US-Korea developments impact dollar, oil, risk appetite
The dollar’s weakness and a surge in safe havens were the central themes in the markets last week, reveals Hussein Sayed, Chief Market Strategist at FXTM.
He says the dollar index fell 1.4 per cent, taking the overall losses to 10.8 per cent for the year so far. With market expectations of a US rate hike in December falling below 40 per cent, according to CME’s FedWatch, it appears that investors believe the tightening course for 2017 is over.
Despite the extension of the debt ceiling for three months and Fed officials being optimistic about the economy, the greenback still failed to rally, Sayed notes.
The resignation of the Fed Vice-Chair, Stanley Fischer, is likely to be playing a significant role in keeping the dollar under pressure. Fischer’s resignation will remain a negative factor for the dollar in the weeks and months to come.
“North Korea’s decision to hold a celebration instead of launching another nuclear bomb helped risk assets and the dollar to recover slightly early Monday, with safe havens such as the gold, yen, and the Swiss franc feeling most of the pressure,” notes Sayed.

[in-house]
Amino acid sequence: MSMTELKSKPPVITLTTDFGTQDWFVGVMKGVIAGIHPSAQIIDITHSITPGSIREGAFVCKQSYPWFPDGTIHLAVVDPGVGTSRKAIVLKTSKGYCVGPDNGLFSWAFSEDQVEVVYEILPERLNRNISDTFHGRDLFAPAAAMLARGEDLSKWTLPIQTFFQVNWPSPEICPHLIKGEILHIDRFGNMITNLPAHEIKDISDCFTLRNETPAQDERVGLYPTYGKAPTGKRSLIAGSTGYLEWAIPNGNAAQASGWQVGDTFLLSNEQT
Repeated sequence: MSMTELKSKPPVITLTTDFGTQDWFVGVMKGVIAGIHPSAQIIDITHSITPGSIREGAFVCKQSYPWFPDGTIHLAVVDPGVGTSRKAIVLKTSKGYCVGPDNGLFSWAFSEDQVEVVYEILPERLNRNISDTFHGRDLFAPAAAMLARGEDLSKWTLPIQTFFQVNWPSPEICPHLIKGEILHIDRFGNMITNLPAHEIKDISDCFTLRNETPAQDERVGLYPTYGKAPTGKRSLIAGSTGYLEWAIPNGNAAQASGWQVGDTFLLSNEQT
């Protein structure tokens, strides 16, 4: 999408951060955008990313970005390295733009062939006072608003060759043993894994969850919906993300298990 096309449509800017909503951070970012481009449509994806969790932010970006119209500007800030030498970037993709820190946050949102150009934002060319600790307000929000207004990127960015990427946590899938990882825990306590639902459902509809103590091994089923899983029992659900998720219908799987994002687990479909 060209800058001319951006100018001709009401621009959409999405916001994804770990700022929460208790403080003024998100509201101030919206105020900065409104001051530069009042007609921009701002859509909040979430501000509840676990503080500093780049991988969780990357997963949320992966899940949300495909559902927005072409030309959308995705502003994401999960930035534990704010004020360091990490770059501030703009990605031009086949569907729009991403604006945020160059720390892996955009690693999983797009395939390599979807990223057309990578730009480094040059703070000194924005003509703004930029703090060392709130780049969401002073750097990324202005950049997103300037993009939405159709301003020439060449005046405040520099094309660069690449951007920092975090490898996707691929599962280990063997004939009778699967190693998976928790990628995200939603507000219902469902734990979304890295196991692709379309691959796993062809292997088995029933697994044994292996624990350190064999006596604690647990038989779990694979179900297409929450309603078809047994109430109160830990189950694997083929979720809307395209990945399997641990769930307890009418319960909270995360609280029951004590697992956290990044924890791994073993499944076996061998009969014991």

Higher risk appetite
For his part, Mihir Kapadia – CEO and Founder of Sun Global Investments, commented on markets moving onwards as risk appetite rises, saying:
“Markets are in a risk-on mood, as the much feared North Korean missile test did not occur over the weekend. Risk appetite is higher, pushing markets across the globe forward and away from safe haven assets.”
He also reported that Brent crude oil futures for November delivery LCOc1 were up $0.05 at $53.73 a barrel, while benchmark U.S. West Texas Intermediate crude CLc1 advanced by $0.32 to $47.80.
In the precious metals section, gold has retreated early Monday, after hitting its highest in more than a year in the previous session. This comes as the dollar recovered a little from last week’s lows and as the subdued geopolitical tensions dented safe-haven appeal.
Kapadia says: “Gold is retreating as the safe-haven demand fades. Spot gold is down by 0.8 per cent at $1,335.10 an ounce, while US gold futures for December delivery are down by 0.9 per cent at $1,339.40 an ounce.”